Posts Tagged ‘Verizon Wireless’
With the economy slowly on the mend and the industry struggling with bandwidth, there is a merger mania going on in the mobile industry. Orange & T-Mobile over in UK have kicked things off and Sprint-Nextel followed it by acquiring the Virgin Mobile MVNO that operates on Sprint’s network. In addition, Bharti Airtell merger with MTN was stopped by Indian Government. There are more rumors which are making the investment bankers salivate. So what are they pushing?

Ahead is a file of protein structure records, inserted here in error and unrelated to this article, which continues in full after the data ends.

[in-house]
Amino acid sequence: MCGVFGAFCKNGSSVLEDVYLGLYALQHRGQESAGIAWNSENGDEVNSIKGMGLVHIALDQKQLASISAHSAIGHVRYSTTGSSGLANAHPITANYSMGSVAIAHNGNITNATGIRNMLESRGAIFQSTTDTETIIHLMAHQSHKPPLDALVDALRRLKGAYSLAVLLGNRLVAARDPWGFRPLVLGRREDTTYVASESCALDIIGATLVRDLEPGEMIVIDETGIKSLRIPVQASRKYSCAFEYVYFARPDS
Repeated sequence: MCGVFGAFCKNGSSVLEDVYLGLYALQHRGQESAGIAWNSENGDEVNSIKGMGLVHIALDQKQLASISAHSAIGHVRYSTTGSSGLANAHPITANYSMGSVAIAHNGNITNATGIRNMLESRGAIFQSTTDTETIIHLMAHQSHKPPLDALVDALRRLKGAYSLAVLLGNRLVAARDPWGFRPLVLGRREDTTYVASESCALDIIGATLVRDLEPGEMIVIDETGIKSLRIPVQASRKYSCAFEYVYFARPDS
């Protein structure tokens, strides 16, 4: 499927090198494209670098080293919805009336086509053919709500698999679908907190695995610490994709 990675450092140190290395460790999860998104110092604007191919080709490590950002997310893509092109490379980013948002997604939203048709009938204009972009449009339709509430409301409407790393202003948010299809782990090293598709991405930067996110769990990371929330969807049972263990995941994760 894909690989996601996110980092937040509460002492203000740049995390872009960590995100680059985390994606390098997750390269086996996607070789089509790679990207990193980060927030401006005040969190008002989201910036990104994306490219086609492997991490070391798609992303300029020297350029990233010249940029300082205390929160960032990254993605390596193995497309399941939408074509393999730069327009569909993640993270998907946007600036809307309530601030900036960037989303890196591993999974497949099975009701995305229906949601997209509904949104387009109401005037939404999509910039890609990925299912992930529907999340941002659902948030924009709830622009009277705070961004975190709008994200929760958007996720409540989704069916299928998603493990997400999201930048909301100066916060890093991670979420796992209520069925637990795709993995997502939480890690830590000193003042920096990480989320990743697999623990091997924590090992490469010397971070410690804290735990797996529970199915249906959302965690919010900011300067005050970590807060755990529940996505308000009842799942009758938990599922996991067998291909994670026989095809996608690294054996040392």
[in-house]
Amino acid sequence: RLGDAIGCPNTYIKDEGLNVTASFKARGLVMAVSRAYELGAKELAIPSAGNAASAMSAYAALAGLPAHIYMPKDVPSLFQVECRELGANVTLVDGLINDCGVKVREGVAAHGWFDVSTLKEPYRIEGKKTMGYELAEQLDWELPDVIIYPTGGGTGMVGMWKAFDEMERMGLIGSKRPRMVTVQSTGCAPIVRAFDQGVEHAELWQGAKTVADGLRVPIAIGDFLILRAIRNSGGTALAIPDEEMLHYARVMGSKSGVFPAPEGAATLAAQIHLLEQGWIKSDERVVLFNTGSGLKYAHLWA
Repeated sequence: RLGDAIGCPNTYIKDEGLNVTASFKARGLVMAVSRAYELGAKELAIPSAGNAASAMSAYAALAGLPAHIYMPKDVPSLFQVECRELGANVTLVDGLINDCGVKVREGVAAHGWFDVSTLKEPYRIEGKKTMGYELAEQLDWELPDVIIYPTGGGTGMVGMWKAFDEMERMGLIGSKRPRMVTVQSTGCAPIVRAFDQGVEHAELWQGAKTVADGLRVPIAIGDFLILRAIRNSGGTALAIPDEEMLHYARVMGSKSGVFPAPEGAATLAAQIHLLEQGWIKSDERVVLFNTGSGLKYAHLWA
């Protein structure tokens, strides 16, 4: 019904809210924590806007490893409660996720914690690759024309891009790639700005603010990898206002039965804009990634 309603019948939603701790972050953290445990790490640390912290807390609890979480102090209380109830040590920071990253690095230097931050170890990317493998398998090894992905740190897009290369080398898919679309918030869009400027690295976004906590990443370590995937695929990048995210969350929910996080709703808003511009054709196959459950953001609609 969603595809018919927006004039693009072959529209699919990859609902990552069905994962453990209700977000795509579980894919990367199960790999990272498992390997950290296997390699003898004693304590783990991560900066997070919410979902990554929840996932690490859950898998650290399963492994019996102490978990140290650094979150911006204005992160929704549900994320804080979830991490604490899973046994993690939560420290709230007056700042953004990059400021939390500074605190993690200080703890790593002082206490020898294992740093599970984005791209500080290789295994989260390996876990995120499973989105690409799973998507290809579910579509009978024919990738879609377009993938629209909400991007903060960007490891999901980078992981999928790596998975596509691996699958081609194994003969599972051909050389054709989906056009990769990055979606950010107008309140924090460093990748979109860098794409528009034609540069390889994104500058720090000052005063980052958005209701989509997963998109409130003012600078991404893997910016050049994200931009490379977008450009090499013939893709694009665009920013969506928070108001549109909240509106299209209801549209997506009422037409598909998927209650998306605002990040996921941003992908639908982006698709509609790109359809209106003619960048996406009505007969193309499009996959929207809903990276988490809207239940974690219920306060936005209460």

First up is the perrenial favorite, Microsoft & RIM merger. Henry Blodget, CEO of Business Insider, thinks that Microsoft should buy RIM even though it might be expensive. On paper, this match is made in heaven with Microsoft’s strong engineering, deep pockets and large, loyal commercial customer base and RIM’s strength in enterprise email and hardware. This has been talked about for two years or more now but Microsoft has indicated that they are not interested. It remains to be seen how long it takes the talking heads and the investment types to convince MS otherwise.